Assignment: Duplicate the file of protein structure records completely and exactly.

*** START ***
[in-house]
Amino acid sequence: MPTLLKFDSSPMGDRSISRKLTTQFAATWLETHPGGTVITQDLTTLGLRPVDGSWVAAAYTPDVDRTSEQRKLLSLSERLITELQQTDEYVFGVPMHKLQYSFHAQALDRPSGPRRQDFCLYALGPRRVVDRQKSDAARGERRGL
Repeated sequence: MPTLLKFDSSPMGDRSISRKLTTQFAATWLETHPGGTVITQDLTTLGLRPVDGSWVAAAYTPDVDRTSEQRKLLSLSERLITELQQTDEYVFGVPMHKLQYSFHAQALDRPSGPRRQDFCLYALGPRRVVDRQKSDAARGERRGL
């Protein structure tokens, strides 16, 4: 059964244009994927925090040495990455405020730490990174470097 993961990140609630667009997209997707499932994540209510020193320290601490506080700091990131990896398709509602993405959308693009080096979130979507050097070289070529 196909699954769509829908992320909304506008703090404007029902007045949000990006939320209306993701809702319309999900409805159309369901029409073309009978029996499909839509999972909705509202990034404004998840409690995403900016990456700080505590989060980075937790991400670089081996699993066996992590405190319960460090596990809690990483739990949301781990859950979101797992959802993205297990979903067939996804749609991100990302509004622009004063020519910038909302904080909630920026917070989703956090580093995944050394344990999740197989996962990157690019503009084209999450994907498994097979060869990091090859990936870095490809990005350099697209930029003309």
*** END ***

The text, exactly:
[in-house]
Amino acid sequence: MPTLLKFDSSPMGDRSISRKLTTQFAATWLETHPGGTVITQDLTTLGLRPVDGSWVAAAYTPDVDRTSEQRKLLSLSERLITELQQTDEYVFGVPMHKLQYSFHAQALDRPSGPRRQDFCLYALGPRRVVDRQKSDAARGERRGL
Repeated sequence: MPTLLKFDSSPMGDRSISRKLTTQFAATWLETHPGGTVITQDLTTLGLRPVDGSWVAAAYTPDVDRTSEQRKLLSLSERLITELQQTDEYVFGVPMHKLQYSFHAQALDRPSGPRRQDFCLYALGPRRVVDRQKSDAARGERRGL
């Protein structure tokens, strides 16, 4: 059964244009994927925090040495990455405020730490990174470097 993961990140609630667009997209997707499932994540209510020193320290601490506080700091990131990896398709509602993405959308693009080096979130979507050097070289070529 196909699954769509829908992320909304506008703090404007029902007045949000990006939320209306993701809702319309999900409805159309369901029409073309009978029996499909839509999972909705509202990034404004998840409690995403900016990456700080505590989060980075937790991400670089081996699993066996992590405190319960460090596990809690990483739990949301781990859950979101797992959802993205297990979903067939996804749609991100990302509004622009004063020519910038909302904080909630920026917070989703956090580093995944050394344990999740197989996962990157690019503009084209999450994907498994097979060869990091090859990936870095490809990005350099697209930029003309």